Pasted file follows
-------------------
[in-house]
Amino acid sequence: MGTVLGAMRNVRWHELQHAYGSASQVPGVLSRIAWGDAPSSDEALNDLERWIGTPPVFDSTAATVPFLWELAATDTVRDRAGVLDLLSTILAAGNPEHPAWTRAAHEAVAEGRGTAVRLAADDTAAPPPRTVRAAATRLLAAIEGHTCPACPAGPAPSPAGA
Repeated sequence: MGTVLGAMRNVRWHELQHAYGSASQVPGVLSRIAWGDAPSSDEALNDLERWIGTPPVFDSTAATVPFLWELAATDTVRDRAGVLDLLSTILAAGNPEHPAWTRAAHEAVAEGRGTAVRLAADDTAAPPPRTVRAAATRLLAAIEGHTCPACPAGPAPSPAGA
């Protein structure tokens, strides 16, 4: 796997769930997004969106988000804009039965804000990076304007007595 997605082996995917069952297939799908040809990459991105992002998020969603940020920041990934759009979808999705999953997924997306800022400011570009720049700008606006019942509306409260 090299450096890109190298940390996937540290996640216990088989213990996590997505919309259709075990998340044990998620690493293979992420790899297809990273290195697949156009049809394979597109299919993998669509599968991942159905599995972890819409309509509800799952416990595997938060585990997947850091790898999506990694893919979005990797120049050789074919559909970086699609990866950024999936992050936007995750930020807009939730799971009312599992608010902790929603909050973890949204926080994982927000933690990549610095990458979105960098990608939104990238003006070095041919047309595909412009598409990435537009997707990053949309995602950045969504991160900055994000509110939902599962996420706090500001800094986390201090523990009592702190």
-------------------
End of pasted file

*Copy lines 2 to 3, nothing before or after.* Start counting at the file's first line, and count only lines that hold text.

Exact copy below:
Amino acid sequence: MGTVLGAMRNVRWHELQHAYGSASQVPGVLSRIAWGDAPSSDEALNDLERWIGTPPVFDSTAATVPFLWELAATDTVRDRAGVLDLLSTILAAGNPEHPAWTRAAHEAVAEGRGTAVRLAADDTAAPPPRTVRAAATRLLAAIEGHTCPACPAGPAPSPAGA
Repeated sequence: MGTVLGAMRNVRWHELQHAYGSASQVPGVLSRIAWGDAPSSDEALNDLERWIGTPPVFDSTAATVPFLWELAATDTVRDRAGVLDLLSTILAAGNPEHPAWTRAAHEAVAEGRGTAVRLAADDTAAPPPRTVRAAATRLLAAIEGHTCPACPAGPAPSPAGA